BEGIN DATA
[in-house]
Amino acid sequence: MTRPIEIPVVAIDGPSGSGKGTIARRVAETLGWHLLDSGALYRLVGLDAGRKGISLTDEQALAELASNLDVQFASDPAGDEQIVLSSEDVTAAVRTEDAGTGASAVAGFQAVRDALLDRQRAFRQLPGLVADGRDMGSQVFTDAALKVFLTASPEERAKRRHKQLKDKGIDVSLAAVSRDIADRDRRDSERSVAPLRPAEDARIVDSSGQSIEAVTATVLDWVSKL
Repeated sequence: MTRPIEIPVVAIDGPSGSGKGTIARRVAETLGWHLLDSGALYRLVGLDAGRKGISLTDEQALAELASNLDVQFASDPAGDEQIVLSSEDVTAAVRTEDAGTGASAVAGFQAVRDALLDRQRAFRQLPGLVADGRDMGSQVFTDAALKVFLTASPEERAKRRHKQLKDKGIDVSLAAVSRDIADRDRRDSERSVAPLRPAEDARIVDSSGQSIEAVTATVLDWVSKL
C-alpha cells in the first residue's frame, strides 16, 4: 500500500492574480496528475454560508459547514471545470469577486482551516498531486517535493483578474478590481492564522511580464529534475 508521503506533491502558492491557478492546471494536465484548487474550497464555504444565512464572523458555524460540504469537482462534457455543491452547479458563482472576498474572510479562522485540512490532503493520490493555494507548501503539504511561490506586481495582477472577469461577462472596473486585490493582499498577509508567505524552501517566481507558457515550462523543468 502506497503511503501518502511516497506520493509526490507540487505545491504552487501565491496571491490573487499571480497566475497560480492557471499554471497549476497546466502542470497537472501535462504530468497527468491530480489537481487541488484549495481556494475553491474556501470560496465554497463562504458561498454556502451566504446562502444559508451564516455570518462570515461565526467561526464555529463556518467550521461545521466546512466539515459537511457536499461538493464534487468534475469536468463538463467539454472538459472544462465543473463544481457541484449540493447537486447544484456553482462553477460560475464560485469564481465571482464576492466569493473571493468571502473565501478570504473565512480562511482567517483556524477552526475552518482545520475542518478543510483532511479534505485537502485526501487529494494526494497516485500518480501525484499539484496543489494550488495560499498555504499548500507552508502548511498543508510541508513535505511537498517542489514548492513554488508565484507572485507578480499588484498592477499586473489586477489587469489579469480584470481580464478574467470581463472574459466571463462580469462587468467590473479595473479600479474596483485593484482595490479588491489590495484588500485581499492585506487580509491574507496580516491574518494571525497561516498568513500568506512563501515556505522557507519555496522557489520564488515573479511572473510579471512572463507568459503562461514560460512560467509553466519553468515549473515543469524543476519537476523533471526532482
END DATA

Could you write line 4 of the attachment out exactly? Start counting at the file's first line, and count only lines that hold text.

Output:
C-alpha cells in the first residue's frame, strides 16, 4: 500500500492574480496528475454560508459547514471545470469577486482551516498531486517535493483578474478590481492564522511580464529534475 508521503506533491502558492491557478492546471494536465484548487474550497464555504444565512464572523458555524460540504469537482462534457455543491452547479458563482472576498474572510479562522485540512490532503493520490493555494507548501503539504511561490506586481495582477472577469461577462472596473486585490493582499498577509508567505524552501517566481507558457515550462523543468 502506497503511503501518502511516497506520493509526490507540487505545491504552487501565491496571491490573487499571480497566475497560480492557471499554471497549476497546466502542470497537472501535462504530468497527468491530480489537481487541488484549495481556494475553491474556501470560496465554497463562504458561498454556502451566504446562502444559508451564516455570518462570515461565526467561526464555529463556518467550521461545521466546512466539515459537511457536499461538493464534487468534475469536468463538463467539454472538459472544462465543473463544481457541484449540493447537486447544484456553482462553477460560475464560485469564481465571482464576492466569493473571493468571502473565501478570504473565512480562511482567517483556524477552526475552518482545520475542518478543510483532511479534505485537502485526501487529494494526494497516485500518480501525484499539484496543489494550488495560499498555504499548500507552508502548511498543508510541508513535505511537498517542489514548492513554488508565484507572485507578480499588484498592477499586473489586477489587469489579469480584470481580464478574467470581463472574459466571463462580469462587468467590473479595473479600479474596483485593484482595490479588491489590495484588500485581499492585506487580509491574507496580516491574518494571525497561516498568513500568506512563501515556505522557507519555496522557489520564488515573479511572473510579471512572463507568459503562461514560460512560467509553466519553468515549473515543469524543476519537476523533471526532482